Edinburgh Fringe comedy review: Lucie Pohl's Immigrant Jam, Shedinburgh

German-born, NYC-raised comedian brings her NY Times Critic's Pick show to the Shedinburgh Fringe Festival.

Lucie Pohl.
Lucie Pohl.

Lucie Pohl's Immigrant Jam ****

New York comic Lucie Pohl originally conceived Immigrant Jam as a riposte to the racist rhetoric of Donald Trump. But its communal celebration of diversity has found its apotheosis in coronavirus times, with lockdown unable to prevent audiences and performers from various countries, living in others, joining together in laughter. Not to make it sound too worthy, but this Edinburgh edition was a veritable celebration of the Fringe, reuniting the ebullient Pohl with several of the acts she first encountered here.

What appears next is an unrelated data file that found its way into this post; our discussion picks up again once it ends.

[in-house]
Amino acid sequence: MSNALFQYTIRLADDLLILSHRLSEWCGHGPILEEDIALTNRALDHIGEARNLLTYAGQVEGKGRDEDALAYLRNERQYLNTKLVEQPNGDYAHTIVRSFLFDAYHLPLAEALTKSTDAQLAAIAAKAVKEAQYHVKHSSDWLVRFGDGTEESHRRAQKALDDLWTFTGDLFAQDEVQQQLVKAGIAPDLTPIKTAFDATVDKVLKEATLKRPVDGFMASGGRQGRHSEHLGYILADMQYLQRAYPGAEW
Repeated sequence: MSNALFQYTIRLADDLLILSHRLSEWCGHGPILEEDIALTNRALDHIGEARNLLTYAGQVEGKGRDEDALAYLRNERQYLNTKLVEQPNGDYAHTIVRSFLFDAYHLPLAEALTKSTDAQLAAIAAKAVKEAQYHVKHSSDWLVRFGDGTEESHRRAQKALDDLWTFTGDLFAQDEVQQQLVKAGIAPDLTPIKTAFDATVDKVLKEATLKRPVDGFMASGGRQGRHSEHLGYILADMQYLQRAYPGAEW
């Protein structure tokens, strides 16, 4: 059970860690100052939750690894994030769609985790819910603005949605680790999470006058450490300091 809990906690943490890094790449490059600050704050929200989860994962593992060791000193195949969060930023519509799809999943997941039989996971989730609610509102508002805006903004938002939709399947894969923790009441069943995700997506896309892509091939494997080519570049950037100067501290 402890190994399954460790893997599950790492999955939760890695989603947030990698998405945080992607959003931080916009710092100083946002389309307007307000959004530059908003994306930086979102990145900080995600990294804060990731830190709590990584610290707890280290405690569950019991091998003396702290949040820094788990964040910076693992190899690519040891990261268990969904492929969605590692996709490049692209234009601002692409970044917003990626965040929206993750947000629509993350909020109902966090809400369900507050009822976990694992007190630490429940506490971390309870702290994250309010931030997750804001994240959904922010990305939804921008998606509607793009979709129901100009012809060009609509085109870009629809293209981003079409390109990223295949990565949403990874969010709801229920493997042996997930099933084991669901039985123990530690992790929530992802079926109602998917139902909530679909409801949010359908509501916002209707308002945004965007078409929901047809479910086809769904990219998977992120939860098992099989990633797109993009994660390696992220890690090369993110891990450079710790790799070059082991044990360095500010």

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Indicative of the immigrant experience perhaps, especially for comedians, was a running theme of confusion at the mysterious ways of the divine. These ranged from the lightweight but genially charming Italian Catholic stand-up Luca Cupani gently chiding God, through to Eshaan Akbar, an English, lapsed Muslim of Pakistani and Bangladeshi ancestry, exploiting the pandemic for a hilariously triumphalist gag about sharia law.

The standout of a strong hour was Palestinian-American Muslim comic Atheer Yacoub, yet to grace Edinburgh, though it would unquestionably appreciate her dry, sardonic wit about losing her faith. Japanese comic Yuriko Kotani was endearing as ever about her UK culture clashes, while, his uncertainty with Zoom notwithstanding, it was great to once again enjoy oddball Norwegian Daniel Simonsen, seldom glimpsed outside of the US nowadays.

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